Harvesting Rainbows

How will you know that you are happy?

Your perception about whether you are thriving in life or just surviving seems to be more about how you feel than the actual evidence of a good life.

Over the years I’ve had some wealthy clients who really do seem to have it all. They can go anywhere, do anything at any time, can buy what they want and have what they want and yet there’s still an emotional hole. One such client told me he felt cheated of the emotional payoff.

He’d believed in the idea that when you worked hard for the career, got the house, the cars, found the partner and acquired the freedom to choose, you will wake up one day, happy ever after. He had spent 15 years “going through hell” in relentless pursuit of all the trappings that would assuredly deliver the endless happiness only to find that the treasure box was empty.

Most of us know deep down that these things are fool’s gold and yet we still have an urge to pursue ‘that thing’ that will ultimately ‘turn on’ the happiness we’ve been waiting for. Do we expect that once we have ‘it’, we can keep it on the shelf and dip into it anytime we wish (as with our other possessions)? Is this the human programming of the age of acquisition?

We’ve all spent a lifetime on the receiving end of the slick marketing that (ultimately) promises happiness so is it any wonder that we are so entranced by the idea that all the good feelings we could ever want to feel are neatly wrapped in one product or another? Yet the joy of acquirement is often short lived. How often have you indulged in a spot of ‘retail therapy’ only to find that the thing you bought is still sitting in its bag weeks later?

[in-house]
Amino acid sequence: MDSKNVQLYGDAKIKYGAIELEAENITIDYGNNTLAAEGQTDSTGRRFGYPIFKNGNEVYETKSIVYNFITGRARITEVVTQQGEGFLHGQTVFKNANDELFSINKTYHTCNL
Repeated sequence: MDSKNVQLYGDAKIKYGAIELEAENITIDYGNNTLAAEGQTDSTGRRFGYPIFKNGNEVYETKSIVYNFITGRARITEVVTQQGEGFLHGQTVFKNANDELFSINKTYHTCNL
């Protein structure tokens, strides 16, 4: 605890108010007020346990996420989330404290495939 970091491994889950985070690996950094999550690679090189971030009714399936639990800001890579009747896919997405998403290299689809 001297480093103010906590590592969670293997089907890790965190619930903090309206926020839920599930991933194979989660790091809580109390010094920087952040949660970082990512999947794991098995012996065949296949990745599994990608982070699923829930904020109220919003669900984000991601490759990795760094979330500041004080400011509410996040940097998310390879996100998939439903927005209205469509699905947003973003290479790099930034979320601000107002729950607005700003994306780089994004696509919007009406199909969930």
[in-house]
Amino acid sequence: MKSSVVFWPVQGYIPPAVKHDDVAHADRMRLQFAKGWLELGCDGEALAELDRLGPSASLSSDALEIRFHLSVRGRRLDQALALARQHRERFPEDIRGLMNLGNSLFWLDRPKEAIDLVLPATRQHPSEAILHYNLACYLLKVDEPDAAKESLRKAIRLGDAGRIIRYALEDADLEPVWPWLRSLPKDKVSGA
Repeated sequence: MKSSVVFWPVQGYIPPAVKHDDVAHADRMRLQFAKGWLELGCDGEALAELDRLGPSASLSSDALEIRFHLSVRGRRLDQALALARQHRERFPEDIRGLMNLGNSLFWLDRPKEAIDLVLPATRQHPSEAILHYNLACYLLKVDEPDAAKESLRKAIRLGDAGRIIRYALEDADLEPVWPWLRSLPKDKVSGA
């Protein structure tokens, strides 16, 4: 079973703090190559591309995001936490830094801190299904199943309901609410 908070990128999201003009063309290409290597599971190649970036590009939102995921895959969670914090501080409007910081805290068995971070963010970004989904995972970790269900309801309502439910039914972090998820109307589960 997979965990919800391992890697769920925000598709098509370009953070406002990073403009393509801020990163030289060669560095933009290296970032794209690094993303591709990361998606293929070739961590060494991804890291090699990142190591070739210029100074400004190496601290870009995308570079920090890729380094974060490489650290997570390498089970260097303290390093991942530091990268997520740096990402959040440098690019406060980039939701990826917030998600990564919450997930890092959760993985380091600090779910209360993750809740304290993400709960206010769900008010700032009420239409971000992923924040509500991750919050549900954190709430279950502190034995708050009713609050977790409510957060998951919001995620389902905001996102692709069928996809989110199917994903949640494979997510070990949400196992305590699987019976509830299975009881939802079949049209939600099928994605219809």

So, what is this happiness thing; this Holy Grail that has now become the subject of so many books and workshops and self-help merchandise? As many of us wake up to the truth that ‘stuff’ doesn’t automatically make you happy, it seems that happiness itself is being pedalled as the product.

If you can’t really buy lasting happiness how is that state of ultimate contentment reached? How do we make our way to the emotional stronghold wherein we find ourselves heartily able to go through life’s up and downs without becoming overwhelmed by anxiety, depression, excessive stress or any of the other modern plagues that therapists like me are working with on a daily basis?

It is now a generally accepted principle in psychology that in order for a person to truly flourish, they must be getting a number of important physical and emotional needs met.

The experience of happiness is a bit like a rainbow. The rainbow only exists because of the colours. Happiness is made up of the colours of other important emotional experiences like satisfaction, fulfilment, connection, autonomy, competence, acceptance and respect, clarity, feeling purposeful, engaged and free, to name a few. Enduring happiness is the reward of those experiences and for the most part, the colours of those emotions must be earned not bought, in order to be truly fulfilling.

Basically, your emotions are a simple guidance system. When the body-mind organism sends you emotions or feelings that are considered negative, it is trying to tell you that you are not getting your needs met in some important area. When you get a positive emotional response to an action or an event, you are being encouraged by your ‘self’. (So that I don’t digress, if you want to know more about this click the link at the bottom of this article).